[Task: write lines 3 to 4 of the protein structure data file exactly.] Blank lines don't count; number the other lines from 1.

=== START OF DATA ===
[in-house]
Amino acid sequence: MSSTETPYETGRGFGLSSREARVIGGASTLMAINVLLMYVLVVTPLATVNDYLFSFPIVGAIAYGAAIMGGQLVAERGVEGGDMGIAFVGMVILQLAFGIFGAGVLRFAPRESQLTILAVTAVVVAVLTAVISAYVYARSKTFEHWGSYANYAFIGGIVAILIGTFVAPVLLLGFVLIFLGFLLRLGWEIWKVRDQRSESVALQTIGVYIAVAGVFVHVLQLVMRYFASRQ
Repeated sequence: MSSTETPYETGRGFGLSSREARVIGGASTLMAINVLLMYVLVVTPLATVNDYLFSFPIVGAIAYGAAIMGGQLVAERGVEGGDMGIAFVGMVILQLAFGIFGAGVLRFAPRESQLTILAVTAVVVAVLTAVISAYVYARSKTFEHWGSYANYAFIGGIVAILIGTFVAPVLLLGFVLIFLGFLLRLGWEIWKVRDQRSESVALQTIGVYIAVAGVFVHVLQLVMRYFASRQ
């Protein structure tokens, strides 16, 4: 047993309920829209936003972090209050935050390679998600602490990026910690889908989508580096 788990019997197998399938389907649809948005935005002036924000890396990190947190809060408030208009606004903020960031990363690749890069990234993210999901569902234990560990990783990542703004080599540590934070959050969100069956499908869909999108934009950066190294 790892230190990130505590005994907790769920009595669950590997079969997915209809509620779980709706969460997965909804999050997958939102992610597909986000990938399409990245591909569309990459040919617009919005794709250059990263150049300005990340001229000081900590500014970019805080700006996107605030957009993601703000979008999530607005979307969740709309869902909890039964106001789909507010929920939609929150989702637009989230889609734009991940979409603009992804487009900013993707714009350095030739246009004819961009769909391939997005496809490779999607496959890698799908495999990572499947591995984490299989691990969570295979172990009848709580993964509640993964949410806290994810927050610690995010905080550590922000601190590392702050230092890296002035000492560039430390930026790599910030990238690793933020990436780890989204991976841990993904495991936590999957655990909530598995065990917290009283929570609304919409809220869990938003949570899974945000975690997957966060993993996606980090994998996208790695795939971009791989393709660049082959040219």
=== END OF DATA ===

Repeated sequence: MSSTETPYETGRGFGLSSREARVIGGASTLMAINVLLMYVLVVTPLATVNDYLFSFPIVGAIAYGAAIMGGQLVAERGVEGGDMGIAFVGMVILQLAFGIFGAGVLRFAPRESQLTILAVTAVVVAVLTAVISAYVYARSKTFEHWGSYANYAFIGGIVAILIGTFVAPVLLLGFVLIFLGFLLRLGWEIWKVRDQRSESVALQTIGVYIAVAGVFVHVLQLVMRYFASRQ
């Protein structure tokens, strides 16, 4: 047993309920829209936003972090209050935050390679998600602490990026910690889908989508580096 788990019997197998399938389907649809948005935005002036924000890396990190947190809060408030208009606004903020960031990363690749890069990234993210999901569902234990560990990783990542703004080599540590934070959050969100069956499908869909999108934009950066190294 790892230190990130505590005994907790769920009595669950590997079969997915209809509620779980709706969460997965909804999050997958939102992610597909986000990938399409990245591909569309990459040919617009919005794709250059990263150049300005990340001229000081900590500014970019805080700006996107605030957009993601703000979008999530607005979307969740709309869902909890039964106001789909507010929920939609929150989702637009989230889609734009991940979409603009992804487009900013993707714009350095030739246009004819961009769909391939997005496809490779999607496959890698799908495999990572499947591995984490299989691990969570295979172990009848709580993964509640993964949410806290994810927050610690995010905080550590922000601190590392702050230092890296002035000492560039430390930026790599910030990238690793933020990436780890989204991976841990993904495991936590999957655990909530598995065990917290009283929570609304919409809220869990938003949570899974945000975690997957966060993993996606980090994998996208790695795939971009791989393709660049082959040219």